We arrived at Yves and Ingrid’s beautiful home after days of camping in snow and rain. They had contacted us by email offering us the chance to visit them and as we tried to resolve the problems with our tent their offer seemed to good to be true. We had discussed staying two or three nights to give us the chance to recover a little and make plans for our route ahead.
When we arrived we discovered that Yves had contacted Hilleberg and ordered some seam sealer which would fix our tent problems, however due to French public holidays it became clear this might be delayed in reaching us. Much to the disappointment of Yves and Ingrid we decided that we would need to leave after six nights to stay on our schedule for meeting Emma’s parents in Italy.
From the very beginning we were made to feel welcome in their home with a guided tour of the house and the many cellars below each holding a new surprise, not least of which was a fully functioning home bakery. On our second day we were entertained with a visit to the Roquefort cheese factory where we saw the caves used to give the different cheeses their unique flavours. On the return journey we visited Millau and the world’s tallest suspension bridge. Over the following days we walked around the local village with lessons on how to identify wild strawberries and which other plants were edible (or at least interesting to taste).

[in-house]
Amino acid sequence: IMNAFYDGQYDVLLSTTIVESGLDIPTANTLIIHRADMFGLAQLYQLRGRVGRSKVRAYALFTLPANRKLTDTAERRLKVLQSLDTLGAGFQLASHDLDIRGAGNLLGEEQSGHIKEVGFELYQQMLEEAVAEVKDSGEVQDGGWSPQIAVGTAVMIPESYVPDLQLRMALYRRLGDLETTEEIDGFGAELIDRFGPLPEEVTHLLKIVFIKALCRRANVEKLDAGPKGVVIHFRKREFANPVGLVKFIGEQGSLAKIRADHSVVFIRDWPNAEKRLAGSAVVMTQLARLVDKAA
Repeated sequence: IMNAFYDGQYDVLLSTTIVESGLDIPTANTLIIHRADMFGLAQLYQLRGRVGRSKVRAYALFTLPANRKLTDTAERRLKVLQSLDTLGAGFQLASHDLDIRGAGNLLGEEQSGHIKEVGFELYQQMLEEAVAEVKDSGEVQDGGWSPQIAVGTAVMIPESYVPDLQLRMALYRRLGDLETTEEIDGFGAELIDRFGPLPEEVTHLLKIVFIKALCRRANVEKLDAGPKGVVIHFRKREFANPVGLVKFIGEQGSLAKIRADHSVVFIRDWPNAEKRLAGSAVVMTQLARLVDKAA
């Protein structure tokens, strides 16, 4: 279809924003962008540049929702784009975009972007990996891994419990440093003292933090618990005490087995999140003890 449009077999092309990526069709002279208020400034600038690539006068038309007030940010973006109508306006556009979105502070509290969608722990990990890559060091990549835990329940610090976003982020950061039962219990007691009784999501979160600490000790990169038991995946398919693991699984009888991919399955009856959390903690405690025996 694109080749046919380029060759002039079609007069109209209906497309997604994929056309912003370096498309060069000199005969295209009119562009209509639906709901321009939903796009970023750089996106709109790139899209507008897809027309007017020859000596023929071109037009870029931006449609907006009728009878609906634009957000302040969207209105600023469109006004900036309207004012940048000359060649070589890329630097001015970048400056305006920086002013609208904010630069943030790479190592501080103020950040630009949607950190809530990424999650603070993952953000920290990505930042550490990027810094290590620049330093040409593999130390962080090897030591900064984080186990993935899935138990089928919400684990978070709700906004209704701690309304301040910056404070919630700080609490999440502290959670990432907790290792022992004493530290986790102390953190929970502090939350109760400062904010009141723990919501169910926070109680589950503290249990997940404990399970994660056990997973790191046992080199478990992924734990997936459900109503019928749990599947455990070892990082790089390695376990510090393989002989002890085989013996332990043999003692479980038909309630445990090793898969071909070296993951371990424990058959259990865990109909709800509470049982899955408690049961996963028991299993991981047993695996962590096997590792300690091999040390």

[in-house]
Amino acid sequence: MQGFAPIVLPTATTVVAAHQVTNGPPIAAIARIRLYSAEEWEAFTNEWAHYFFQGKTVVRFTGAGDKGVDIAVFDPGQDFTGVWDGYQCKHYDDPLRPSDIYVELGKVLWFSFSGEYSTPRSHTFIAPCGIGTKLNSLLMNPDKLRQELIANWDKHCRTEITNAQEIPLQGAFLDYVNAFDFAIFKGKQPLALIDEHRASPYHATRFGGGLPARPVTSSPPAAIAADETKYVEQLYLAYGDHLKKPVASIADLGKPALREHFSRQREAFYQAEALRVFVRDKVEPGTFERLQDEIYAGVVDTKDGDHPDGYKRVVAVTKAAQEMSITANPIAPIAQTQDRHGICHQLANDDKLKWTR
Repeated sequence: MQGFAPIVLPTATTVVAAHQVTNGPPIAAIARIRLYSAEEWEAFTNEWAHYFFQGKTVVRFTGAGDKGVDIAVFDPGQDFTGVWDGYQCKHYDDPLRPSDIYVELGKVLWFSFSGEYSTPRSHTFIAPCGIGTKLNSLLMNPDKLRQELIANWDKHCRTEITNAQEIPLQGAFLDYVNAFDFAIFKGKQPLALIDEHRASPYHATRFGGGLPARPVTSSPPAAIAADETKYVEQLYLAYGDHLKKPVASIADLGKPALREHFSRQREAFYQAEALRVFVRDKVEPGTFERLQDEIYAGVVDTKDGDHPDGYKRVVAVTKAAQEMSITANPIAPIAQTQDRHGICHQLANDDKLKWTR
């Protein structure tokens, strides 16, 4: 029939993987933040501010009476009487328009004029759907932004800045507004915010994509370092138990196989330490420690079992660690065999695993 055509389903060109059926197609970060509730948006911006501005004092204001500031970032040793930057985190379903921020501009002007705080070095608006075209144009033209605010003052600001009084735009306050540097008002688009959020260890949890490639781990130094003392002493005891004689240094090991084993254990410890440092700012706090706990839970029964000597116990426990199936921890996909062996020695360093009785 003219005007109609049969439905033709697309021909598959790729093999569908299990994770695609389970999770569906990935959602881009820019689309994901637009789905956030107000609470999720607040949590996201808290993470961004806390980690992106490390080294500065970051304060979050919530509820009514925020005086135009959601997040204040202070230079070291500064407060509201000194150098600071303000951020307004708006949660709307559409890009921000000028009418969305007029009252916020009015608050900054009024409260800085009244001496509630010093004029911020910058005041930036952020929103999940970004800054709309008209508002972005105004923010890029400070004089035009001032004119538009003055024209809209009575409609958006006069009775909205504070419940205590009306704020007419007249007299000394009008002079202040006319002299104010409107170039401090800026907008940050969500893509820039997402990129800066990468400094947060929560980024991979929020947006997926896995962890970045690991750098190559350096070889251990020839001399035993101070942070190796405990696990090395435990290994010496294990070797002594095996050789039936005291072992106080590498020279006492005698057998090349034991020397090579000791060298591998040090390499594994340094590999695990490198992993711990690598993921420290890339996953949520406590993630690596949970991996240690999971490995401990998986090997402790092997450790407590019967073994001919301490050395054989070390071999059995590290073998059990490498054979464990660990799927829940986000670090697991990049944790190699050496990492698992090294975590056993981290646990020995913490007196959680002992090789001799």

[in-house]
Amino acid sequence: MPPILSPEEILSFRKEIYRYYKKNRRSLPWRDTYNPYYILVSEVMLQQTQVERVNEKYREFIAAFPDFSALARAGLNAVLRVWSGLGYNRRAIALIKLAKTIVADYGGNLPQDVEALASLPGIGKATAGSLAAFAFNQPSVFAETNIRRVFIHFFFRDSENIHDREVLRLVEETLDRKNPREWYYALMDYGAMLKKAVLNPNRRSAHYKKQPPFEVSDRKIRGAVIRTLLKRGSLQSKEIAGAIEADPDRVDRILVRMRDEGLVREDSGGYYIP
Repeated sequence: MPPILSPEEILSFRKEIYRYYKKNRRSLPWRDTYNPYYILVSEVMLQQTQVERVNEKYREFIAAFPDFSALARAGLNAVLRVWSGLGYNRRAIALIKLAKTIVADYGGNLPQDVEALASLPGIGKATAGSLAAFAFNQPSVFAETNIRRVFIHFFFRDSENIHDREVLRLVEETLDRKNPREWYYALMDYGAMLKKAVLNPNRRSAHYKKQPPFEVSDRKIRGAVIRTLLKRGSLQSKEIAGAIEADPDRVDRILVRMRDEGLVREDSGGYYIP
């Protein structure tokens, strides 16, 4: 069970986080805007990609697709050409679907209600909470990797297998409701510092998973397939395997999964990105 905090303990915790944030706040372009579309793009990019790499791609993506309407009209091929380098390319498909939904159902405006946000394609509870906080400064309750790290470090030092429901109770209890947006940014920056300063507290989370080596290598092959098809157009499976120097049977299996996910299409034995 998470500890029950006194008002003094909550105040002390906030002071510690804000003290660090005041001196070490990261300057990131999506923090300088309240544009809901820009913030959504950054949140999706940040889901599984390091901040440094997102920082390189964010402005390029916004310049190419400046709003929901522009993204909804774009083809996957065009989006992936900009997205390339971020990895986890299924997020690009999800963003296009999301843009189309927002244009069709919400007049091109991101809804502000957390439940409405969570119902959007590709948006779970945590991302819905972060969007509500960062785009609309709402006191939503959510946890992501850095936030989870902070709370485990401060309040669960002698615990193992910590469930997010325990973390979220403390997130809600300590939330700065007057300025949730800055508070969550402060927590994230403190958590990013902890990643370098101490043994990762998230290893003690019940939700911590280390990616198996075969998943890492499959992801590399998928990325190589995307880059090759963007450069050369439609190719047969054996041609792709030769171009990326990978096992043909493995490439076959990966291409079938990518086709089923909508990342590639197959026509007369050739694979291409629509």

Our days seemed to pass by rapidly with cups of coffee, conversation and wonderful regional food prepared by Yves each dish with a special story, leading to evenings where we rarely made it to bed before midnight. We worked on our bikes a little and I helped Ingrid with some network problems, learning a little Windows OS German along the way. We took over cooking duties for one evening making a range of different Indian curries after we had struggled to devise a traditional New Zealand menu and learning Yves and Ingrid liked Indian food.
The day before we left Yves had planned a BBQ and bread making lesson for us. The bread making was awesome watching Yves do something that he obviously enjoys and has put so much time and energy into he made it look effortless. When he handed the dough rolling over to Emma and I we quickly saw how hard it was. We talked as usual for hours over the BBQ lunch and finally went to bed late at night sad to be leaving and joking with one another that we could give up our cycle tour and stay with our new friends Yves and Ingrid for the summer.